John, UK

Irrespective of the malpractice David Shayler wanted to expose, in every organisation there is a chain of command. If your immediate superior cannot give you satisfaction, you go one step up. It is easier to change an organisation from within than without, if comments are constructive. However what Shayler did was to seek publicity for himself, by exposing his employer to unwelcome scrutiny and his colleagues to possible danger. If nothing else he has broken the official secrets act and should be prosecuted for that.
Christopher Hollett, Wales, UK

We only have one life so why waste it on these childish arguments. He should admit what he's done and keep his mouth shut. Private government information should be kept confidential, to a certain extent.
RI, ENGLAND

He's irresponsible. One can make a point about the activities of an agency without endangering the lives of its agents.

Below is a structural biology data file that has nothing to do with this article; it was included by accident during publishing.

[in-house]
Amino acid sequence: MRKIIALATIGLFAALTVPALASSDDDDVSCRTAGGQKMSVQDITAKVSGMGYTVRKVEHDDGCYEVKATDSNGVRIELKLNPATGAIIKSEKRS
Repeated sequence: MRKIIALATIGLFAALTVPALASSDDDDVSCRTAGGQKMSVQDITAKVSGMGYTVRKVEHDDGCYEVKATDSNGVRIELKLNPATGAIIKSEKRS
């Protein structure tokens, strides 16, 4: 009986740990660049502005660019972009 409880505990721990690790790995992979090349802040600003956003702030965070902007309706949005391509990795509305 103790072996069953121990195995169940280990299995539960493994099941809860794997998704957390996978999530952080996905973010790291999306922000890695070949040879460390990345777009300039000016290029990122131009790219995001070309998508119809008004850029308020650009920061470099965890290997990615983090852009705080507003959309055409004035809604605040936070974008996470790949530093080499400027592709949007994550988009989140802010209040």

Geoff Sutton, USA

If a country, any country, even yours, is doing something that you think is seriously wrong, you should try to fix things. If revealing state secrets is necessary to do this, then so be it. Sovereign states should not be immune to prosecution for criminal behavior.
C M Sanyk, USA

I think that as long as the secret services have no public accountability that can be relied upon to be free from political interest, whistleblowers are performing a valuable public service. Remember that loyalty to one's country does not mean loyalty to one's government, but to the best interests of the people of the country. Governments typically disagree with this view, of course, which is why the right to a trial by jury is no longer allowed for this kind of 'offence:' there have been too many acquittals.
Martin Thompson, England

Mr. Shayler is a hero in exposing the shadowy tiers of hidden government.
Andrew Cusack, United States of America

I would become a whistleblower, though usually such is not necessary.

There was a time when my employer was contracted to do the programming for a phase of the US FBI's "Low Speed Fingerprint Imaging and Acquisition" system. The eventual goal was to have everyone's fingerprints on file for instant reference to any police officer anywhere. This seemed quite Orwellian and bothered me.